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Democracy, citizenship, and constitutionalism raise broad-ranging yet deeply interconnected concerns. It is difficult to pursue these concerns in all their rich interconnections due to academic specialization. Constitutionalism is a subject for lawyers; democratic institutions for political scientists; ethnicity, religion, and culture are for sociologists, anthropologists, and historians; the media are grist for communications specialists. This program is designed to synthesize multiple academic perspectives on these complex issues.

Current 2011-2012 Theme: Corporations and Citizens
Modern business corporations receive charters from and operate within the legal frameworks of national states. Though they organize and regulate much of the daily lives of a considerable portion of humanity, and though they impact the planet more generally, corporations are not themselves typically constituted internally around ideals such as democracy, citizenship, and egalitarianism, which are associated instead with national political culture. How did corporations as social institutions develop historically, and what role have they played in the rise of modern democratic states? What are and by right ought to be the responsibilities of corporations to their owners, to those who work for them, to the nations in which they operate, and to the planet more generally? What are the national and international roles and responsibilities of multinational corporations who, in the 21st century, often operate on a global scale — and what should they be? How have corporations affected different parts of the world, from Europe and North America, to Latin America, the Middle East, East and South Asia, and Africa? These are some of the questions we explore in the DCC program for 2011-2012.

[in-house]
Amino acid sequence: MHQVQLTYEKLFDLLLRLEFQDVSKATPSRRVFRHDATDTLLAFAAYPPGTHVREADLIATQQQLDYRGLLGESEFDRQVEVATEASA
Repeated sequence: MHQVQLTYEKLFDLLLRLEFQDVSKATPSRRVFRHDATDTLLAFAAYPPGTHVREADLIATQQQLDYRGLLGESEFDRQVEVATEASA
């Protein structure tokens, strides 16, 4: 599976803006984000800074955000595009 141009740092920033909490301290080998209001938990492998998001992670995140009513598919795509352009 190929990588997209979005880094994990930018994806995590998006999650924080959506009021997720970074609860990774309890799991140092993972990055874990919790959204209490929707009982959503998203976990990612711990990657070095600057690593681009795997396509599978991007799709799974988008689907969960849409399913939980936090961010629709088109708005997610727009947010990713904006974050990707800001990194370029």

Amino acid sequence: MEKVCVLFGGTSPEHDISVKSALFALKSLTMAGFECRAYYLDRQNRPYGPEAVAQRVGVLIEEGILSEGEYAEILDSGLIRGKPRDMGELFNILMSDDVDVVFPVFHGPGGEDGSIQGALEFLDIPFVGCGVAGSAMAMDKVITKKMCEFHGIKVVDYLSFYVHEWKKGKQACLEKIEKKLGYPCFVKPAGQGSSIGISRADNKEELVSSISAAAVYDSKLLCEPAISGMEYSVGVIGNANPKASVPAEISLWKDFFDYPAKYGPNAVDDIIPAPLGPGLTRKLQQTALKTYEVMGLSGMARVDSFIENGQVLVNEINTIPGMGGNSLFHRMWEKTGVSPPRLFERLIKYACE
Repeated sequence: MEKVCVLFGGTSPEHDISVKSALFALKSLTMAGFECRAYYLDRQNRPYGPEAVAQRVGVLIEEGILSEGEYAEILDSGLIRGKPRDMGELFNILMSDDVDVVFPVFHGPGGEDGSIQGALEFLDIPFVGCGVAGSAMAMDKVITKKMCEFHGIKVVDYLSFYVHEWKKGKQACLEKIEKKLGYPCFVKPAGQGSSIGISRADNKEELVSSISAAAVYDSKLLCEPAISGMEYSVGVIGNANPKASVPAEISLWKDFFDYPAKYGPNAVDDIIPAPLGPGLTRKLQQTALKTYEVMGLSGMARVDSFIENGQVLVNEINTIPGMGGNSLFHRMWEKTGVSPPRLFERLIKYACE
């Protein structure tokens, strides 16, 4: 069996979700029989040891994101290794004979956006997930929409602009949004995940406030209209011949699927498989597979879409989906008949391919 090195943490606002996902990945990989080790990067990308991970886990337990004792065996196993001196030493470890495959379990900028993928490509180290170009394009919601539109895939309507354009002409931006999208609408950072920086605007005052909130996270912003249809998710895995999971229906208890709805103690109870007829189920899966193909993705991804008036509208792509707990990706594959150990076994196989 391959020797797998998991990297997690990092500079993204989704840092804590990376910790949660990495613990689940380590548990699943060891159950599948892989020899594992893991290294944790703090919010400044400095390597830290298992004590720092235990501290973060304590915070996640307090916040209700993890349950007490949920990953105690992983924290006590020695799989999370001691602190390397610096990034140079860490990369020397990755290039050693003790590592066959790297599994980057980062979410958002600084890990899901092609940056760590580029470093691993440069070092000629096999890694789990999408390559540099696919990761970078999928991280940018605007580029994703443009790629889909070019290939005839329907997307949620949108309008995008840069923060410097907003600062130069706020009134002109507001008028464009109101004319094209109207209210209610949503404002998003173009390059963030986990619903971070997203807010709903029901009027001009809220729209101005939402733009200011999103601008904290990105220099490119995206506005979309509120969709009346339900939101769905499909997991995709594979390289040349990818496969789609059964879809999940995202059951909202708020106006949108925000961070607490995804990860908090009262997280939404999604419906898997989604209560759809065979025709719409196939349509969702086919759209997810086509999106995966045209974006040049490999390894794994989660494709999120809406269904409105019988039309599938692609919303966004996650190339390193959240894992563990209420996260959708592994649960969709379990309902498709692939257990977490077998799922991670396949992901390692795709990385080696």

For more information visit our website at http://www.sas.upenn.edu/dcc/events.html.

Penn Program on Democracy, Citizenship, and Constitutionalism 2011-2012 University of Pennsylvania

    • Wissenschaft

Democracy, citizenship, and constitutionalism raise broad-ranging yet deeply interconnected concerns. It is difficult to pursue these concerns in all their rich interconnections due to academic specialization. Constitutionalism is a subject for lawyers; democratic institutions for political scientists; ethnicity, religion, and culture are for sociologists, anthropologists, and historians; the media are grist for communications specialists. This program is designed to synthesize multiple academic perspectives on these complex issues.

Current 2011-2012 Theme: Corporations and Citizens
Modern business corporations receive charters from and operate within the legal frameworks of national states. Though they organize and regulate much of the daily lives of a considerable portion of humanity, and though they impact the planet more generally, corporations are not themselves typically constituted internally around ideals such as democracy, citizenship, and egalitarianism, which are associated instead with national political culture. How did corporations as social institutions develop historically, and what role have they played in the rise of modern democratic states? What are and by right ought to be the responsibilities of corporations to their owners, to those who work for them, to the nations in which they operate, and to the planet more generally? What are the national and international roles and responsibilities of multinational corporations who, in the 21st century, often operate on a global scale — and what should they be? How have corporations affected different parts of the world, from Europe and North America, to Latin America, the Middle East, East and South Asia, and Africa? These are some of the questions we explore in the DCC program for 2011-2012.

For more information visit our website at http://www.sas.upenn.edu/dcc/events.html.

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